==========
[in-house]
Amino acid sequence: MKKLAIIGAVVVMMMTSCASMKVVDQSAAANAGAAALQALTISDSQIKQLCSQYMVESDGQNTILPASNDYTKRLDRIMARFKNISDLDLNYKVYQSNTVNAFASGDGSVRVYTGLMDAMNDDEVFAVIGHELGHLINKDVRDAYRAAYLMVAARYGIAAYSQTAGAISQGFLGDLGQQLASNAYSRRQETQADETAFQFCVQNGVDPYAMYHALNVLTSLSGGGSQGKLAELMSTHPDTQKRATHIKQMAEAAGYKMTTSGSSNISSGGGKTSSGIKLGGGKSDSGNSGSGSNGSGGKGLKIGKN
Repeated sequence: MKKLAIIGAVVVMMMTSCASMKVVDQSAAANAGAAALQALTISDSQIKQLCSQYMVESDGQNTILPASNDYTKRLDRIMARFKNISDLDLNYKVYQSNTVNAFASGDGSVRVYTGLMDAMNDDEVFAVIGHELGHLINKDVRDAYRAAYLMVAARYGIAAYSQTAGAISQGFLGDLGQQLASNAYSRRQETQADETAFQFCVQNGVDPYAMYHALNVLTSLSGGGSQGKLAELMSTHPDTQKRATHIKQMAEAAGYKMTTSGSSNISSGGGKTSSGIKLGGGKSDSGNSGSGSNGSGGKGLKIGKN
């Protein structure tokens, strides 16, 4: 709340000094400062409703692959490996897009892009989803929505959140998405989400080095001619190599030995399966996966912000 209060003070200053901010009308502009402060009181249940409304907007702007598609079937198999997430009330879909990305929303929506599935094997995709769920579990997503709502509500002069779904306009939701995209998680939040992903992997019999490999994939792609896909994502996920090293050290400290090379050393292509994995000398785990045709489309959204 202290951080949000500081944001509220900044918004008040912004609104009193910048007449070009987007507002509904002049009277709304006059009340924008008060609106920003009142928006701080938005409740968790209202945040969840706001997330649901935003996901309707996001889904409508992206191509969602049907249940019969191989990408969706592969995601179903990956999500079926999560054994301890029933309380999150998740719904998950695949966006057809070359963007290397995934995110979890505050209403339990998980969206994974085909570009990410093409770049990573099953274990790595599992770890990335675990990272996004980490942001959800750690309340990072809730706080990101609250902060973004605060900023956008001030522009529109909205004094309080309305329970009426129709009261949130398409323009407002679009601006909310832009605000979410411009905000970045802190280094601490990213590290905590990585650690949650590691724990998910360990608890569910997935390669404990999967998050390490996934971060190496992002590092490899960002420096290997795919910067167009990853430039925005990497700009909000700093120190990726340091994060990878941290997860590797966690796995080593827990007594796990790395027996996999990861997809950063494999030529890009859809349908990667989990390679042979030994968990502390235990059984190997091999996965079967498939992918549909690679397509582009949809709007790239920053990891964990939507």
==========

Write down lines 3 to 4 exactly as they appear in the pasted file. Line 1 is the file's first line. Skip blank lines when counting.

Repeated sequence: MKKLAIIGAVVVMMMTSCASMKVVDQSAAANAGAAALQALTISDSQIKQLCSQYMVESDGQNTILPASNDYTKRLDRIMARFKNISDLDLNYKVYQSNTVNAFASGDGSVRVYTGLMDAMNDDEVFAVIGHELGHLINKDVRDAYRAAYLMVAARYGIAAYSQTAGAISQGFLGDLGQQLASNAYSRRQETQADETAFQFCVQNGVDPYAMYHALNVLTSLSGGGSQGKLAELMSTHPDTQKRATHIKQMAEAAGYKMTTSGSSNISSGGGKTSSGIKLGGGKSDSGNSGSGSNGSGGKGLKIGKN
């Protein structure tokens, strides 16, 4: 709340000094400062409703692959490996897009892009989803929505959140998405989400080095001619190599030995399966996966912000 209060003070200053901010009308502009402060009181249940409304907007702007598609079937198999997430009330879909990305929303929506599935094997995709769920579990997503709502509500002069779904306009939701995209998680939040992903992997019999490999994939792609896909994502996920090293050290400290090379050393292509994995000398785990045709489309959204 202290951080949000500081944001509220900044918004008040912004609104009193910048007449070009987007507002509904002049009277709304006059009340924008008060609106920003009142928006701080938005409740968790209202945040969840706001997330649901935003996901309707996001889904409508992206191509969602049907249940019969191989990408969706592969995601179903990956999500079926999560054994301890029933309380999150998740719904998950695949966006057809070359963007290397995934995110979890505050209403339990998980969206994974085909570009990410093409770049990573099953274990790595599992770890990335675990990272996004980490942001959800750690309340990072809730706080990101609250902060973004605060900023956008001030522009529109909205004094309080309305329970009426129709009261949130398409323009407002679009601006909310832009605000979410411009905000970045802190280094601490990213590290905590990585650690949650590691724990998910360990608890569910997935390669404990999967998050390490996934971060190496992002590092490899960002420096290997795919910067167009990853430039925005990497700009909000700093120190990726340091994060990878941290997860590797966690796995080593827990007594796990790395027996996999990861997809950063494999030529890009859809349908990667989990390679042979030994968990502390235990059984190997091999996965079967498939992918549909690679397509582009949809709007790239920053990891964990939507």